One of the greatest fears of a reporter or any writer is not being read. So it was with some satisfaction to receive many responses–pro and con–to my column on credit scoring. I’ve received one or two comments on past columns, but in comparison, the reaction to my most recent piece–calling the practice into question–was an avalanche.

Readers had two chances to comment: once, when my views appeared in this space on Sept. 18 (“Insurers Shoot Messenger, Then Ignore The Message”), and then after my editor, Sam Friedman, posted my column on his blog ( later that week.

Some agent readers agreed that the use of credit scores is controversial in the eyes of consumers, and raises suspicions. While unscientific, this might be a real indicator that among those who have to sit in their offices and explain the practice to customers, it’s not an easy sell.

“While reading your column…I was gratified to see that someone in the insurance industry is finally willing to admit and pronounce the fatal flaw in insurance scoring–the unreliability of the source,” wrote Len Stayton in an e-mail. “As an active agent working with clients on a daily basis, I see the damage that is done to consumers by this system of credit reporting that our industry has come to rely on so heavily.”

Another agent e-mailed to say he felt there was something to the opinion that the industry has a tendency to shoot the messenger instead of listening to the message. He also agreed that the industry is vulnerable to being inadvertently caught up in any alleged credit scoring abuses.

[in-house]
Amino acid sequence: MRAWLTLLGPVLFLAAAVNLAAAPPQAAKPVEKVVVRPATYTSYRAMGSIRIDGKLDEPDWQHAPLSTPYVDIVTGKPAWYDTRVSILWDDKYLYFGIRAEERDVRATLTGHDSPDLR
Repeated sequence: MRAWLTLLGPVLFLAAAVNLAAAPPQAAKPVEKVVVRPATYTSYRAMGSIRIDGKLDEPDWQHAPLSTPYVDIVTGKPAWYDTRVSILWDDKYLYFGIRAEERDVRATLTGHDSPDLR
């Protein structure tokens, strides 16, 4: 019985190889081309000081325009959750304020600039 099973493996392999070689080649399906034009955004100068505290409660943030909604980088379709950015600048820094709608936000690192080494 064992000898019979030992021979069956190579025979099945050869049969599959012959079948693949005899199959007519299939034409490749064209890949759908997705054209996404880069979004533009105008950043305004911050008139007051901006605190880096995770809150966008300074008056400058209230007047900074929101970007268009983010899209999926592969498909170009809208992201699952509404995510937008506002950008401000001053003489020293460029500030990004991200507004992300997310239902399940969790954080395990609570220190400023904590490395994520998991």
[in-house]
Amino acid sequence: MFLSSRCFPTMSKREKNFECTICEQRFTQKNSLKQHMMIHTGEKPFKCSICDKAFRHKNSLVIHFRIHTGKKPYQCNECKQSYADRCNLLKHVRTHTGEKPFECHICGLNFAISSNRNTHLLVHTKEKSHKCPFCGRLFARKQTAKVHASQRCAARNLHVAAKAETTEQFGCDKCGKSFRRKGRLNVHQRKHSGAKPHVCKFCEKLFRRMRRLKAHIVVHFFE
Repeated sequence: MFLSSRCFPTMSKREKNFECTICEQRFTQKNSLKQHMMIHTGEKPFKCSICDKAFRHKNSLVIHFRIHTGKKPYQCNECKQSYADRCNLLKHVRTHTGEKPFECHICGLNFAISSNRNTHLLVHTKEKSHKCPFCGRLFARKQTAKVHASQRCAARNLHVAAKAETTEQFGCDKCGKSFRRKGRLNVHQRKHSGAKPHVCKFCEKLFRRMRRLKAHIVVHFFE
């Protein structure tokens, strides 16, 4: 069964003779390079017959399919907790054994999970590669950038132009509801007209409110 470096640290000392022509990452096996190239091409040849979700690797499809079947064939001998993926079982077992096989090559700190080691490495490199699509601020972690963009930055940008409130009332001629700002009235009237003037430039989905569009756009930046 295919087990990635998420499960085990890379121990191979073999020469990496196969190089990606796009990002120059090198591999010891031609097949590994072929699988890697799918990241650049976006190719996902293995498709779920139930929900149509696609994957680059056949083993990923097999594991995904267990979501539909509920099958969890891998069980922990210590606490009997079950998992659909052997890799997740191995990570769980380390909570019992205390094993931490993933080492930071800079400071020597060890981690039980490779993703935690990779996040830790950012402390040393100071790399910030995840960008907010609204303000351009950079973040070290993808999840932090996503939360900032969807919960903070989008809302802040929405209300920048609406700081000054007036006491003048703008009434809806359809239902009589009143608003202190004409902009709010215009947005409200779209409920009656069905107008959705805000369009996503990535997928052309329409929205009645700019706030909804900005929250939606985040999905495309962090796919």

He felt that while “slow payers” increase expenses for insurers, the raw data for credit scoring does have defects. He concluded it would be wise for the industry to demonstrate some flexibility and listen to the criticism–to make the process better before the whole system is outlawed, “even where it can be actuarially supported.”

“I agree with you that this will blow up in someone’s face,” said a third agent in a private e-mail, who requested anonymity. “Since I’m an agent, I know who the angry consumers will vent on.”

Others, however, remained steadfast defenders of credit scoring.

“This is just another example of how truth is being pushed out in favor of emotion more and more,” wrote Todd R. Bault, a senior analyst on non-life insurance for Sanford C. Bernstein LLC, in New York, posting to Sam’s blog.

“Credit variables relate to insurance usage–i.e., how often one claims,” he said. “They do not penalize for credit crises, but they do penalize for using lots of credit because that is highly correlated to insurance usage. And compared to other data sources, credit is more accurate because people care more about it. That’s part of why it works so well–the data’s good.”

“It seems to me the question to be answered is: Does the use of credit accurately predict losses?” wrote David Voteau on Sam’s blog. “If the answer is no, then why have so many insurers switched to using it? And why have their loss ratios improved? If the answer is yes, and the stats back it up, then let’s quit having this debate.”